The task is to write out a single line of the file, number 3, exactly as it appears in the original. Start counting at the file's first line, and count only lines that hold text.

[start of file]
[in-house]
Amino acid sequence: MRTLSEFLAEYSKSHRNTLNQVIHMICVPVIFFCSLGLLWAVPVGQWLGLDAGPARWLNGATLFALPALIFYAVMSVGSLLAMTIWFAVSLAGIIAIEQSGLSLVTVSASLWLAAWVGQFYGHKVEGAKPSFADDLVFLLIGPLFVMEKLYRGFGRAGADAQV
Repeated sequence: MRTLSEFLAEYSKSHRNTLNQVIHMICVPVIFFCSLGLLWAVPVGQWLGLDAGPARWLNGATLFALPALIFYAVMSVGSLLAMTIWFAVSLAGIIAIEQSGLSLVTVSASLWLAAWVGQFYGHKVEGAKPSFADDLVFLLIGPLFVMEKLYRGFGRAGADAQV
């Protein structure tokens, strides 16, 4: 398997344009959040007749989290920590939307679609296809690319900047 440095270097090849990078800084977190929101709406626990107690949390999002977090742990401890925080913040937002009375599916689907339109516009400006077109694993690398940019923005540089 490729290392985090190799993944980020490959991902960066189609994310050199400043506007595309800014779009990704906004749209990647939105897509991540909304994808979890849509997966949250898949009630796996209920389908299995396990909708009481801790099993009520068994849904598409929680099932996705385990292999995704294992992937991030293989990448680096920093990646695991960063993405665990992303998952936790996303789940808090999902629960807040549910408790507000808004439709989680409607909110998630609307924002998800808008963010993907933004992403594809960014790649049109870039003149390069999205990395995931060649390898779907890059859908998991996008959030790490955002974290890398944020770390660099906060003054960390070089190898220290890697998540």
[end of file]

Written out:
Repeated sequence: MRTLSEFLAEYSKSHRNTLNQVIHMICVPVIFFCSLGLLWAVPVGQWLGLDAGPARWLNGATLFALPALIFYAVMSVGSLLAMTIWFAVSLAGIIAIEQSGLSLVTVSASLWLAAWVGQFYGHKVEGAKPSFADDLVFLLIGPLFVMEKLYRGFGRAGADAQV